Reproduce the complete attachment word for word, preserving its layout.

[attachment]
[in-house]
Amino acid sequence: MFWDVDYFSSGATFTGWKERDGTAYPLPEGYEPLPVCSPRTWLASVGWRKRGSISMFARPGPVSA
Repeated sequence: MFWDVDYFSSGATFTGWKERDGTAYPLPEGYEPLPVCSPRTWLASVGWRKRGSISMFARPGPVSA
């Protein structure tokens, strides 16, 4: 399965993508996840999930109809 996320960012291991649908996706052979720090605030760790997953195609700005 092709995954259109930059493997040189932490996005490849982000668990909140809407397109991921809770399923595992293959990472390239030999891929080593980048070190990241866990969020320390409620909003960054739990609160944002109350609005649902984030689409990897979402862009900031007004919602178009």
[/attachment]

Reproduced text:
[in-house]
Amino acid sequence: MFWDVDYFSSGATFTGWKERDGTAYPLPEGYEPLPVCSPRTWLASVGWRKRGSISMFARPGPVSA
Repeated sequence: MFWDVDYFSSGATFTGWKERDGTAYPLPEGYEPLPVCSPRTWLASVGWRKRGSISMFARPGPVSA
């Protein structure tokens, strides 16, 4: 399965993508996840999930109809 996320960012291991649908996706052979720090605030760790997953195609700005 092709995954259109930059493997040189932490996005490849982000668990909140809407397109991921809770399923595992293959990472390239030999891929080593980048070190990241866990969020320390409620909003960054739990609160944002109350609005649902984030689409990897979402862009900031007004919602178009």